Fire Claims
Storm Damage
Flood Damage
Escape of Water
Value at Risk
September 1, 2003

Article for Irish Broker Magazine “Goods in Trust” – Article subsequently published in “Irish Broker”.



In my capacity as Loss Assessor, I have come across an unusual number of cases involving customers goods where there have been problems vis-à-vis interpretation of Policy cover. A typical example in relation to stock reads as follows:

“Stock and Materials in Trade therein and thereon the property of the Insured are held by them in trust for which they are responsible”.

Traditionally, Loss Adjusters acting for Insurers have regarded this wording as meaning legal responsibility. In other words if an Insured has customers goods in his custody or control and those goods are damaged by an insured peril, it is necessary to demonstrate that the Insured was negligent in some way before cover applies. This clearly creates its own difficulty, particularly in the context of an accidental fire or escape of water. It also raises the question as to who decides who was legally responsible, is it the Loss Adjuster, the Insured or a third party?

My own interpretation of “for which they are responsible” does not mean that the Insured has to be negligent but that the Insured is legally responsible for the goods thus having sufficient financial relationship as to create an insurable interest. Unfortunately, any of the relevant text books have not developed greatly on this subject. They suggest that the wording dictates that the Insured has to be negligent but that in certain cases insurers may be willing to make payments in relation to uninsured customers but primarily personal lines rather than commercial individuals. Some Policies have endorsements or extensions dealing with this aspect and indeed the previously quoted Policy refers to “Customers Goods” and states that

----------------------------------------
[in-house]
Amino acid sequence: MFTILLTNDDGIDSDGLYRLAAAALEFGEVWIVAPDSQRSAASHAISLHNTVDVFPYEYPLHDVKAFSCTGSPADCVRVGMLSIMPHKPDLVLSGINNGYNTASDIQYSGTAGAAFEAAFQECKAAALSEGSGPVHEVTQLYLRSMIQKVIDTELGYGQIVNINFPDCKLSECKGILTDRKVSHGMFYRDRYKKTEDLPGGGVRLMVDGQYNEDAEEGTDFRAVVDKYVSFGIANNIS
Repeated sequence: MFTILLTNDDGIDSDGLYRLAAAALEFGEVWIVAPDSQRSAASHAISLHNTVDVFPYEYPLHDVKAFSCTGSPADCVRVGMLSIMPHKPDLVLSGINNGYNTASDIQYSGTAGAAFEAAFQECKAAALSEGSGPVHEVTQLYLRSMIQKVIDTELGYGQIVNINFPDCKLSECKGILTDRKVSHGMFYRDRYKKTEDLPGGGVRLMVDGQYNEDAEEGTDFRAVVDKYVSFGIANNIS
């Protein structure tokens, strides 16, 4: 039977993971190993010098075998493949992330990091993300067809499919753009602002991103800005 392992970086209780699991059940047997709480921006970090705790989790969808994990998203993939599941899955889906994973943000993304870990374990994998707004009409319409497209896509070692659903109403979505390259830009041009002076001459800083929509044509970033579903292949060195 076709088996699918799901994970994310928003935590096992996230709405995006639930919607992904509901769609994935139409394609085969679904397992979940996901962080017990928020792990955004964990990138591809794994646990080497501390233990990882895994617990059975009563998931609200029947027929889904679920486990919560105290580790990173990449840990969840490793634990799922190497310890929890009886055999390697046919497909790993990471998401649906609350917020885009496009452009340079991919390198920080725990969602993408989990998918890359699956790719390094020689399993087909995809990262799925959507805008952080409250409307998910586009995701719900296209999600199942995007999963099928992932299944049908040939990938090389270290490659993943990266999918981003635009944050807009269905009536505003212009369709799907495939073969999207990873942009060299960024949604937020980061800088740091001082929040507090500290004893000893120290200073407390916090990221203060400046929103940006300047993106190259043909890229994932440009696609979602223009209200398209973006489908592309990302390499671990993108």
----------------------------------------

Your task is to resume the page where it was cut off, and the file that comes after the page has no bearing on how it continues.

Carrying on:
“in so far as such property is not otherwise insured, the insurance by this Policy extends to cover the goods of the customers of the insured which the insured have made themselves responsible even though such goods shall have been bought and paid for”.

This wording again refers to responsibility and the issue is whether this dictates that the Insured has to be negligent. A second condition is that the customers do not have insurance cover on the goods. In practical terms, this can create an embarrassing situation in that an Insured may have suffered a loss involving customers goods and the wording places the onus on the Insured to check with the customer whether insurance cover applies. If cover does apply then presumably the customer will be asked to notify his own insurers. Clearly this is an unsatisfactory situation, particularly where a bailor/bailee relationship exists.

In one of the publications dealing with this issue (Property and Casualty Claims – FW Collins) the author states that under fire and theft policies, items on plant and stock commonly include the phrase “the property of the Insured are held by them in trust for which they are responsible”. The author suggests that it is established that this enables the Insured to recover only to the extent of “his legal liability to the bailor”.

If any of your Clients hold or are responsible for customers goods, then you should examine closely the Policy wording. If the words “for which they are responsible” are omitted, there is no need to investigate the liability of the parties for the loss. A suitable wording would be as follows:

“Stock and Materials in Trade therein and thereon the property of the Insured or held by them in trust”.

As you are aware, “temporarily removed” cover is somewhat limited and does not normally apply to stock. There will be situations where customers goods will not be covered by their own Insurers. There is potential therefore for a significant gap in cover and your Client may have limited recourse under his existing cover in the event that the Adjuster for the insurance company suggests that the loss was purely accidental. The wording as outlined should prevent any difficulty from your Client’s perspective.

Our loss assessing/policyholder representation service continues to grow. The response so far from Brokers could not be more positive. Our service includes the submission of a full and detailed report to the Broker dealing with all relevant issues. Brokers find this invaluable, both from the point of view of claims management but also in the context of adequacy of sums insured etc. If you require any further information or indeed assistance, please do not hesitate to contact me.

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